Hello AimA Lichtblau. I chose your portfolio for review because it’s visually interesting. I have taken some time to study your photos, looking for visual clues that point to the story they tell. You are obviously a skilled photographer with a strong sense of how you want your photos to appear. You included an insightful statement that says, “In this metaphysical dimension I find, now, consciously and uniquely the “good result” of my photographic understand that I am not dealing with an intuition for contrasts, but with an obsessive research of the presence in absence, and this in the saturation of reality present in black and white.” The statement is a little difficult to understand, but I think I know what it is trying to say. I think a key idea is this “presence in absence”. I see this quality in all the photos, where human life is present through the evidence they create and the artifacts they leave behind. You go on to say that, “One is dealing with a form that does not obey any mathematical principles, a form that does not belong to the totality of forms because its presence is recognisable only as a sensation The whole is simplified by the well known charateristic of photography which certifies that what is represented is true, it exists.” You affirm the truth of photography, yet I see another potential theme. One theme I see in the photos is a journey from darkness to light. In the photos lights and darks coexist to produce very strong vertical compositions. These ancient cityscape images appear to capture lonely fragments of marble and stone, standing defiantly against the elements. You obviously love the drama and beauty of natural light (and darkness)! Your photos are certainly evidence of your passion. Your portfolio seems inspired by your ideas and your journeys to these places.
But I am sure there are other inner inspirations that have yet to be unveiled. Your photos seem to want to communicate your visionary experience in these places at specific points in time. For you these are special environments, meaningful structures that are powerful to you and your experience. The photos are mysterious and could easily be metaphors for the interior landscape of feelings and emotions. Plus, they are beautiful!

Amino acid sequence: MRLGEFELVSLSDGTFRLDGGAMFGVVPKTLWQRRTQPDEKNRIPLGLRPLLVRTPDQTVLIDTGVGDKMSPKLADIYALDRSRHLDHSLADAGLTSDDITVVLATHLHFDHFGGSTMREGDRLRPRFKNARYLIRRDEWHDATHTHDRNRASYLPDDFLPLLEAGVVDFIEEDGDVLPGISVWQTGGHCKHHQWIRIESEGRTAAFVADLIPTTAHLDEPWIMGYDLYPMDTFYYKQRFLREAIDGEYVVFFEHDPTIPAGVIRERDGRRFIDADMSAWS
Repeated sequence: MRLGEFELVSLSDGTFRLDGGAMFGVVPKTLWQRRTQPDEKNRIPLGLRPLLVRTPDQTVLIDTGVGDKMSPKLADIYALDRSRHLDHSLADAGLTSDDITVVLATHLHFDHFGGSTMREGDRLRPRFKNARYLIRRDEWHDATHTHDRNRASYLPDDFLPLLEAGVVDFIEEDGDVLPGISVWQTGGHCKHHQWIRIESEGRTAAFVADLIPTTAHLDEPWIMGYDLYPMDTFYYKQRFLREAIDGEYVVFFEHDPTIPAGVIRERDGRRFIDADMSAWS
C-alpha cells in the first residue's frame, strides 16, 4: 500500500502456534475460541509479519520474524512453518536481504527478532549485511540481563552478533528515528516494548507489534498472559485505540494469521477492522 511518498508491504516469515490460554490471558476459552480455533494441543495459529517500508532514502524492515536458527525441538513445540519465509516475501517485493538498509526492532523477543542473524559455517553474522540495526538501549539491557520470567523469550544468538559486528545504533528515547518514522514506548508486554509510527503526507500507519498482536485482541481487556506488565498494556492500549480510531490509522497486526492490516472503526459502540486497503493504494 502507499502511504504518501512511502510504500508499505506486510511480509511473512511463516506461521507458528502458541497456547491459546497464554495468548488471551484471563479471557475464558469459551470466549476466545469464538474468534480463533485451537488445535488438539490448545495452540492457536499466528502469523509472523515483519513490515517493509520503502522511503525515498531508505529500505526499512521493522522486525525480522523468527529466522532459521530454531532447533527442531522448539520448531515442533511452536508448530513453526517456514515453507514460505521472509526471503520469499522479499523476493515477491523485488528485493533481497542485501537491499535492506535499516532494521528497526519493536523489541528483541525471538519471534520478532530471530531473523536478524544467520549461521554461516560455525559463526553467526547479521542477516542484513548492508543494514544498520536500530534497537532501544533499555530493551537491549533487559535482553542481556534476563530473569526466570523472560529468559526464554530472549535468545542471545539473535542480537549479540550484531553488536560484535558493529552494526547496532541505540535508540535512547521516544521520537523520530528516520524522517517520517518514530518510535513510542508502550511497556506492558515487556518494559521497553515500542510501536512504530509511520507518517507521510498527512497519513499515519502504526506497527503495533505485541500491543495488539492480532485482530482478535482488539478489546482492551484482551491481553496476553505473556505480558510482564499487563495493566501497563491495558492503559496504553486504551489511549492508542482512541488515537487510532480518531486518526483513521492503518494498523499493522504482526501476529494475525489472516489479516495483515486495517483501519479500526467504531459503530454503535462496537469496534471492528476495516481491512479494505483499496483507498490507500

Looking at your portfolio I think that by the way you composed your images you certainly create a narrative experience for the viewer. It appears that you are working on making landscape photos in a unique, artistic, and creative way. It also appears that your work is designed to share your unique vision of these places with your viewers. Through composition and editing you transform these mundane places into the dramatic scenes you envision. I can imagine that you were able to travel to this place and capture the scenes and places that caught YOUR eye – out of the infinite photographic possibilities that arise in these places – the same scenes that would likely go unnoticed by others and may never be seen by most. The thing that makes these photos unique is the way you chose to compose and capture them. The cityscapes you capture are very beautiful, full of sensual flowing shapes and textures of painterly shadows. You place the viewer behind your camera, imagining what it would be like to be looking through the lens into these interpretive, organic spaces. When I look at the group of photos as a whole, they blur the lines between abstract photography, documentary, and art. The portfolio, for me, indicates that you want to make meaningful photos that show others scenes you imagine as dark, theatrical bodies, and painterly shadows. The high contrast images can also be seen as painterly portraits of the environmental structures themselves. The viewer is prompted to wonder what it would be like to be in these places, where the places are, and how the photographer came to find these places. The photos also present questions about how these daytime scenes speak about the nighttime atmosphere through your personal editing process! The way you crop in on the environments perfectly serves to help the viewer focus on the scenes you want viewers to see. There is also emphasis on the pristine forms of these natural environments. You make the photos in available light and capture the images that could be scenes created purely out of the creative imagination! In this way, the photos are completely artistic. The natural lighting and the pools of darkness in the photos add a sense of dramatic environments and emotional drama. Each of the photos appears to be very theatrical – a play of shadow and light. Together, the lights, dramatic shadows, and vibrant highlights serve to elicit emotional responses in the viewers. There is a sense of solitude and isolation, as thought the viewer was the last person on earth. Also the backgrounds you use reveal a lot about the stories you are telling here. The backgrounds are like blankets of shadow. The viewer compares, contrasts, and finds meaning from the resulting visual conversation that is happening between the idea of abstract structures and natural formations rising from these environments. For me, the images are powerful in a group, but they are also interesting as individual photos. Everything in the way you compose and design of these images seems deliberate. Your images are very dynamic. They are full of observations and questions about life, death, and beauty! Your images prove that being observant and creative is very exciting and who knows where it will lead. Also, don’t feel like you need to be married to the photography world. My advice is that you enter juried art exhibitions and/or show your work within art communities. I think that your images would do well in an “art” environment. Your photos really do cross a lot of boundaries, which is highly encouraged in the art world. I suggest you keep an eye on www.callforentry.org for themed calls for artists. One suggestion I have is to try and change up your perspective by making photos from vantage points other than your eye level. It’s very easy for photographers to get in the habit of making all their photos from eye level. I look at over a hundred photos every week and 99% of them are from eye level. Try making photos from the floor level, stand on a bench, or even from the top of a building. This simple practice will make your photos appear more unique and creative. My next observation/suggestion has to do with presentation. I suggest that the photos would be effective in a book. I think your ideas and stories, combined with the photos will make a more cohesive presentation as a visually poetic book on documentary/art photography. Also with a book, the viewer can hold the images, making the interaction more personal. Your images and your project are very exciting and creative. They are full of stories waiting to be discovered! I would strongly encourage you to keep pursuing these dramatic ideas. But, look at lots of portfolios and really challenge yourself to grow creatively and keep doing something unique, that you haven’t ever seen. I very much enjoyed looking at your dramatic photos and I appreciate the way your images are masterfully considered and carefully designed. I hope this review is helpful and look forward to seeing what you will do next!